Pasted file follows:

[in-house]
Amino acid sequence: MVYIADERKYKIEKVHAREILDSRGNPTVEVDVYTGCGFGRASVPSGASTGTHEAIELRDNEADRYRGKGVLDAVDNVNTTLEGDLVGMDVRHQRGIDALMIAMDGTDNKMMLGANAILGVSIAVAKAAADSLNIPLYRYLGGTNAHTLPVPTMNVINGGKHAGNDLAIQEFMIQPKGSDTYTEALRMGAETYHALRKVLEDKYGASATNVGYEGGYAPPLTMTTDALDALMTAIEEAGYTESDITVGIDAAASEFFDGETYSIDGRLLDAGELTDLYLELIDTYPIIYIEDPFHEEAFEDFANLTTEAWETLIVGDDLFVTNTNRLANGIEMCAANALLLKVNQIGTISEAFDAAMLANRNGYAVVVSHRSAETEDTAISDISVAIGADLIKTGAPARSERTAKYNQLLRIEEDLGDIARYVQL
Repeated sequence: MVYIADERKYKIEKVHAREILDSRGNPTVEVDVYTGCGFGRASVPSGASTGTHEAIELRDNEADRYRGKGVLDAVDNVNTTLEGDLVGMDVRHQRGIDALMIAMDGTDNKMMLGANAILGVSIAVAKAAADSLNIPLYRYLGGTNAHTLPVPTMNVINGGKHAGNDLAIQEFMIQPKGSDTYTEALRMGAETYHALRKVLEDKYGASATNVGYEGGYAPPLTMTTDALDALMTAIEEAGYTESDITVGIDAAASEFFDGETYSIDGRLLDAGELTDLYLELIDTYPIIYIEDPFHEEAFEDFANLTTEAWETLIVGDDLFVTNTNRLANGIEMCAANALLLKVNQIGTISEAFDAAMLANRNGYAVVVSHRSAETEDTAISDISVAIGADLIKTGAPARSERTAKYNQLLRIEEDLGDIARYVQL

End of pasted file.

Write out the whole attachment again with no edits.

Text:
[in-house]
Amino acid sequence: MVYIADERKYKIEKVHAREILDSRGNPTVEVDVYTGCGFGRASVPSGASTGTHEAIELRDNEADRYRGKGVLDAVDNVNTTLEGDLVGMDVRHQRGIDALMIAMDGTDNKMMLGANAILGVSIAVAKAAADSLNIPLYRYLGGTNAHTLPVPTMNVINGGKHAGNDLAIQEFMIQPKGSDTYTEALRMGAETYHALRKVLEDKYGASATNVGYEGGYAPPLTMTTDALDALMTAIEEAGYTESDITVGIDAAASEFFDGETYSIDGRLLDAGELTDLYLELIDTYPIIYIEDPFHEEAFEDFANLTTEAWETLIVGDDLFVTNTNRLANGIEMCAANALLLKVNQIGTISEAFDAAMLANRNGYAVVVSHRSAETEDTAISDISVAIGADLIKTGAPARSERTAKYNQLLRIEEDLGDIARYVQL
Repeated sequence: MVYIADERKYKIEKVHAREILDSRGNPTVEVDVYTGCGFGRASVPSGASTGTHEAIELRDNEADRYRGKGVLDAVDNVNTTLEGDLVGMDVRHQRGIDALMIAMDGTDNKMMLGANAILGVSIAVAKAAADSLNIPLYRYLGGTNAHTLPVPTMNVINGGKHAGNDLAIQEFMIQPKGSDTYTEALRMGAETYHALRKVLEDKYGASATNVGYEGGYAPPLTMTTDALDALMTAIEEAGYTESDITVGIDAAASEFFDGETYSIDGRLLDAGELTDLYLELIDTYPIIYIEDPFHEEAFEDFANLTTEAWETLIVGDDLFVTNTNRLANGIEMCAANALLLKVNQIGTISEAFDAAMLANRNGYAVVVSHRSAETEDTAISDISVAIGADLIKTGAPARSERTAKYNQLLRIEEDLGDIARYVQL